Rev. Rosemary Webb
10th November 2013
Remembrance Sunday

Last week the media gave much prominence to a student leader who had banned the members of his union from attending Remembrance Day services. For someone like me it is just nearly beyond comprehension. Remembrance Day doesn’t glorify violence it reminds us of the suffering and sacrifices that war brings.

I was born as Hitler was, I think invading Poland, just prior to the last world war, and war and suffering has never truly ceased since then. I suppose for people of my generation, who spent five years with a war raging in the skies above them, war and fear walked hand in hand. I remember my friend whose father was killed when she was about four, and because she wanted to feel her father was still with her, she always carried his war medal wherever she went. And that tremendous grief hasn’t changed as we were all so tragically reminded when James was killed four years ago.

I suppose the question I am asking is what can we, who understand the horrors of war, do to ensure that our nation never forgets, forgets the anguish, but also never forgets the price the world has had to pay for freedom. And not just those gave their lives but those who survive physically but who are scarred forever. Peter’s father was in the Somme, but never mentioned it until, the BBC did a programme about the battle and his grandchildren wanted to know more and began asking questions, and for the first time in 60 years he spoke about it.

He wasn’t, still isn’t ,the exception, we must never, ever forget what others have done for us, and the scars the families of those killed and the servicemen and women who survived carry with them. Perhaps those who think we glorify war by remembering need to talk to those who still bear the scars of war – not just the scars of Iraq or Afghanistan but WW2, Korea, Cyprus, the Falklands the list is endless.

In the Gospel reading Jesus is telling the Pharisees and Sadducees to stop arguing and listen to him, for he is the living God, and that is still his message today. In the Epistle Paul is telling the Thessalonians that they had suffered at the hands of their countrymen, just as the church had suffered at the hands of those who killed Jesus. That faith in God will always annoy some people, there always will be people who are hostile, but that through faith all who believe in God will be saved.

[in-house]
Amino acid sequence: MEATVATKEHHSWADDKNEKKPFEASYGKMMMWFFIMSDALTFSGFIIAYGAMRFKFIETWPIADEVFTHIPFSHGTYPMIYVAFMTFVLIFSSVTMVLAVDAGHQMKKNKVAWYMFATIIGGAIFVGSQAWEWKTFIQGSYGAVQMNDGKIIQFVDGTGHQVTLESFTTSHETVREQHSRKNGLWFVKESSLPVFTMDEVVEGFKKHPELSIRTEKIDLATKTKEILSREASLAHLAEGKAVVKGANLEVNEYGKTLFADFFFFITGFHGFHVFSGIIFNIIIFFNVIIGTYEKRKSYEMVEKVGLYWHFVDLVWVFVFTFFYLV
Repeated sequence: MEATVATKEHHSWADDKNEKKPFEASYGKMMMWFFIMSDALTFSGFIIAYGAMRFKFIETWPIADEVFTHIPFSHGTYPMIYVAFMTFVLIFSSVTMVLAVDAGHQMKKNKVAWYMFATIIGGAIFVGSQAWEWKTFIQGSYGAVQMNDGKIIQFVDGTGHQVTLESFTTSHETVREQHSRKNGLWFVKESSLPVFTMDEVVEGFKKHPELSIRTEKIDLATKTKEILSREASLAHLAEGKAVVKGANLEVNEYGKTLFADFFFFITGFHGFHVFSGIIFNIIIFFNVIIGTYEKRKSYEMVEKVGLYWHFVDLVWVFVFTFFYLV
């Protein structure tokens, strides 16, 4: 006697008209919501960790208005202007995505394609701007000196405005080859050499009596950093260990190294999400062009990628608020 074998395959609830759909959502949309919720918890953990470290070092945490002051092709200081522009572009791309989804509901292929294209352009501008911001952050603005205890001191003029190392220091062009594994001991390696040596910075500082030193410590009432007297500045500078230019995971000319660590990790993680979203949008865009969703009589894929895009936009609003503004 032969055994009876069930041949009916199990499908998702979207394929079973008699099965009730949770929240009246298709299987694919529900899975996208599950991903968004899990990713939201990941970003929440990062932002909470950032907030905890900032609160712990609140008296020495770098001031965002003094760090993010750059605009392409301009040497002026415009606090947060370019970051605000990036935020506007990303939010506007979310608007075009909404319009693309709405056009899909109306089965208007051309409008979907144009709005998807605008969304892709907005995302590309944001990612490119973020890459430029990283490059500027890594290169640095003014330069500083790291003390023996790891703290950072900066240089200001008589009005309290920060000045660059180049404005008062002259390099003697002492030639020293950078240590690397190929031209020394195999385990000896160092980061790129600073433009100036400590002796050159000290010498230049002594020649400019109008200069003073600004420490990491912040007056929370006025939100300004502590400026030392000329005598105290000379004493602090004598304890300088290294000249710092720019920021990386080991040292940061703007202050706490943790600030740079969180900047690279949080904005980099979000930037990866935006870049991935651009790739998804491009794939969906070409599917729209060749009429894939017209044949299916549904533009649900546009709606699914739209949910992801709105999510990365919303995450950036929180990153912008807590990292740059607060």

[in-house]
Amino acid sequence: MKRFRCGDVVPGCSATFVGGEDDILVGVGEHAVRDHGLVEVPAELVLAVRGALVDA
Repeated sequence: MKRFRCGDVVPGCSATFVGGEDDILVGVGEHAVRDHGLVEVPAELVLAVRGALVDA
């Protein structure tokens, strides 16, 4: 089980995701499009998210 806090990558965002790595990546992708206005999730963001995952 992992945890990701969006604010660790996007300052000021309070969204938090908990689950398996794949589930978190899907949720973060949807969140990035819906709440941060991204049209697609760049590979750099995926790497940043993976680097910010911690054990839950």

As Christians we cannot and must not ignore the awfulness of war, and the atrocities that come with hatred. But our Christian hope can look beyond it, to that Kingdom where the Son of Man reigns in glory, and whose coming is pointed to in the Gospel, that kingdom , which we are promised, will belong to all those whose faith endures to the end. Paul tells us to proclaim the Gospel despite opposition, to keep the faith, to live with hope and to show love to all.

A few years ago we visited the battlefields of the Somme – you can still see the scars of war left nearly one hundred years ago, but you also see hope, for there are new trees, new greenery, new life. God will not be killed in the battlefield, any more than on the Cross, he has and always will strike back, love will survive, and with love there will be memories not just of love but of suffering, fear and anguish.

So as we wear our poppies, stand in silence, we are not glorying war, but giving thanks not just to those whose names you will hear, but to the millions who have served our country so that we may have freedom.